BTW, is Molina actually 26 or 27, as I read somewhere??-he looks much younger.
I didn't think that Part looked perturbed on Sunday night, but I'd agree that there were more than a few white knuckle moments. Again, Molina looked MUCH better in "Sin and Tonic" with Paloma Herrera, which leads me to believe that with Part there was just a huge mismatch.

BTW, I'd agree with Leigh on Damien Woetzel. Sometimes you can almost see him thinking mid-air.
kate

#21 carbro

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Posted 21 October 2002 - 07:12 PM

Just to clarify:

I love Jose largely for the way he coaxes his ballerina along, whether or not she needs it. He always tries to engage her in a shared experience, sort of saying, "I'm having the time of my life. I just love being up here with you, and I want you to feel the same." Usually, that will cause his partner to open herself up to the moment, feel freer to be spontaneous and dance with an extra measure of energy and joy.

#22 Alexandra

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Posted 21 October 2002 - 07:49 PM

Just a gentle reminder....it's a new season, and perhaps it's a good time to reread this post by rkoretzky, "A Word to the Wise."

http://www.balletale...=&threadid=6041

We try to preserve a distinction on this board between frank opinion and mean-spirited remarks -- even those made in the spirit of dazzling wit. I doubt they would seem so witty if you're the victim of them, and at least five comments on this thread have made me wince.

Dancers read these boards. The companies read these boards. And more importantly, even if we're the only ones who read them, dancers are people with feelings. Please keep that in mind.

Thanks!

Alexandra Tomalonis
Director, Ballet Alert! Online

#23 Manhattnik

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Posted 22 October 2002 - 07:37 AM

Well, I'll own up to being too harsh on Part. She was out of shape -- alarmingly so in places -- but she also had an appealingly dramatique way of plunging herself into each big pose and holding back nothing, which was commendable and brave indeed as she surely knew that her technique that night was unreliable, to put it mildly. She has something of Farrell's intensity, and something of Farrell's mannerisms, such as the "hands-parting-invisible-cobwebs" gesture I remember so fondly.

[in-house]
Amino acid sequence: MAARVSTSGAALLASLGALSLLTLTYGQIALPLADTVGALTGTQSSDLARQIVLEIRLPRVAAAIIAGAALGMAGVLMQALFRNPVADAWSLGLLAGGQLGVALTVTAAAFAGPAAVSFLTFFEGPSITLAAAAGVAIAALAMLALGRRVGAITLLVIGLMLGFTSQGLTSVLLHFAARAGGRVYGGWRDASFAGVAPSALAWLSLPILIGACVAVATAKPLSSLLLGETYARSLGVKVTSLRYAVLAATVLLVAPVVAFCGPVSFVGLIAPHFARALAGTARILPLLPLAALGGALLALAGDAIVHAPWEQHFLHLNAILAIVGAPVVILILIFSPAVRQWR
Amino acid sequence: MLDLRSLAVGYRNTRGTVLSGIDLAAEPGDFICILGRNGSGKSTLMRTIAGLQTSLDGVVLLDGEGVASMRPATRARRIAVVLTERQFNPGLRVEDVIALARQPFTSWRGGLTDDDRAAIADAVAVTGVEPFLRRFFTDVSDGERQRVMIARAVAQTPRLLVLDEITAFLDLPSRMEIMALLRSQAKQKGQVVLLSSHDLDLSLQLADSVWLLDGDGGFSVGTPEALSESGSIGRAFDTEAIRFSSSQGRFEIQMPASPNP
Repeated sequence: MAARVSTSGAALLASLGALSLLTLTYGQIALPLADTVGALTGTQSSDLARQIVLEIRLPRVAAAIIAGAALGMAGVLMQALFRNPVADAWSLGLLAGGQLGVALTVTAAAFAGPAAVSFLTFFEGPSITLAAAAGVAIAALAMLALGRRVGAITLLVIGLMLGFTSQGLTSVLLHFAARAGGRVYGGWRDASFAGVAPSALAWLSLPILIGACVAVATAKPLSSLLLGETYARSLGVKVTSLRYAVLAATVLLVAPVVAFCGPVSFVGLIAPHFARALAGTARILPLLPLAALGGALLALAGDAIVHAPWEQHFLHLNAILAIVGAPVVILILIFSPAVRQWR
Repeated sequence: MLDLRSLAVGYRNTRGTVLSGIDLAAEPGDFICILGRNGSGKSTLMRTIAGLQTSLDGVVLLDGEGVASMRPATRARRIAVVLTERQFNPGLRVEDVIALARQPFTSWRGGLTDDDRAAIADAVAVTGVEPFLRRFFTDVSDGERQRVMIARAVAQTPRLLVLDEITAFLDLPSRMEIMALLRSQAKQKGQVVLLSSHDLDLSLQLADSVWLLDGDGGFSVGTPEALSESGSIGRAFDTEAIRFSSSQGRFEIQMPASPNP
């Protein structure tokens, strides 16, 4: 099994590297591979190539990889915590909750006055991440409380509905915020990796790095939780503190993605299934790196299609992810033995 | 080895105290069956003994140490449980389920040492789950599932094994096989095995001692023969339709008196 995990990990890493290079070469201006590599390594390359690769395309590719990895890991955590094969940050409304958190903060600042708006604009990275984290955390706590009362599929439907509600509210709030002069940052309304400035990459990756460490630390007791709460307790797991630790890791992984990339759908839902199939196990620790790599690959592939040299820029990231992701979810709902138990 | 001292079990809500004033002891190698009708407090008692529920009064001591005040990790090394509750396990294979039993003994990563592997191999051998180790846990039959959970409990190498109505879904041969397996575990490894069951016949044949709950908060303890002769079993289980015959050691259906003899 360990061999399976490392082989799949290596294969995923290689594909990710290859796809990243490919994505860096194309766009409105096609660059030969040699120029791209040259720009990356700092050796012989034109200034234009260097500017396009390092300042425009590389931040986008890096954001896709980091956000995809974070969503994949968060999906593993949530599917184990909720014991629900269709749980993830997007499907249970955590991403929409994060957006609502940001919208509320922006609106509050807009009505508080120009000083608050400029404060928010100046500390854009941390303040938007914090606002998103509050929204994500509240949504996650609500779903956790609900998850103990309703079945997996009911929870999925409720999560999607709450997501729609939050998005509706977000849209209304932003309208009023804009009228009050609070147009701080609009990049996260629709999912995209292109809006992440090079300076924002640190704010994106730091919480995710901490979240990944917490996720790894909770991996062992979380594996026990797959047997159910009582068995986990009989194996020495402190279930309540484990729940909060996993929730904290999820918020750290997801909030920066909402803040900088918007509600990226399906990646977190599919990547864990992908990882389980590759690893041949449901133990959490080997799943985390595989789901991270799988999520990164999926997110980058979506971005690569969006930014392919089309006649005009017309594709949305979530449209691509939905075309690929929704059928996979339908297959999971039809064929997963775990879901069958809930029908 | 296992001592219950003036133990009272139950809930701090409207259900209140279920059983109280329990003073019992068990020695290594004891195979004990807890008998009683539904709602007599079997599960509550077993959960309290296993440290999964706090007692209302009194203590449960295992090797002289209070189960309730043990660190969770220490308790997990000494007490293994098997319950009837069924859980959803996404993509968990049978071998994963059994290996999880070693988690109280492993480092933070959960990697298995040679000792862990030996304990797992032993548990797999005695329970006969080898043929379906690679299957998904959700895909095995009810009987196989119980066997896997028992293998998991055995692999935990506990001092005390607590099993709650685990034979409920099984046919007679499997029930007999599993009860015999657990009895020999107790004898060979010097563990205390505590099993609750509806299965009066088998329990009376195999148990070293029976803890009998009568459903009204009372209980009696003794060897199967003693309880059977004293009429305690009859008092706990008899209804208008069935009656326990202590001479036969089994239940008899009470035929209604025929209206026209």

Part could've said, "Screw this, I'm phoning the rest in," but she didn't hold back, even when this honesty brought her close to disaster in the big pirouette to the knee in Fourth Movement.

I will admit that I preferred Lopatkina's ice-princess Second Movement to Part's more florid one three years ago when the Kirov did Symphony in C here, and Part has never been one to impress with great technical strength in even the best of times. But I think when Part gets back in shape she could be a very special dramatic dancer indeed.

I've been picturing a Meunier/Part Symphonie Concertante, but I've been having more fun picturing a Meunier/Dvorovenko one. Let's just hope we get something more than a Meunier/Part Moyna and Zulma.

#24 pumukau

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Posted 22 October 2002 - 02:29 PM

I saw the Oct. 20 evening show, which included the complete George Harrison ballet. Please redirect me if the following should be a new topic; as you can see I'm a new member.

I thought the two Georges were a surprisingly good match. Balanchine and Harrison were both men who never sought the spotlight even at the height of their celebrity. They both demonstrated to the American public that sexual love and the love of beauty on the one hand and the love of God on the other were not as incompatible as the Puritans lead us to believe. Ballet is the perfect vehicle for depicting this refinement of the flesh. Within You Without You is a balletic examination of five aspects of love and spirituality that I found both enjoyable and thought provoking.

In "Something" I liked the irony of Angel Corella dancing all the 360 degrees of infatuation while the object of his affection stood inert facing upstage. "Guitar" was deliciously sexy. In "Within you without you" a bright overhead spotlight and a black backdrop made Mr. Cornejo's striking physique dematerialize onstage. the line "With our love, we could change the world" is as succinct an expression of a dancer's role as I can think of. Divorcing this lyric from the heavy handed Lennon-McCartney counterpoint "when I get older" that it's been glued to there on the album for thirty years is a revelation in itself.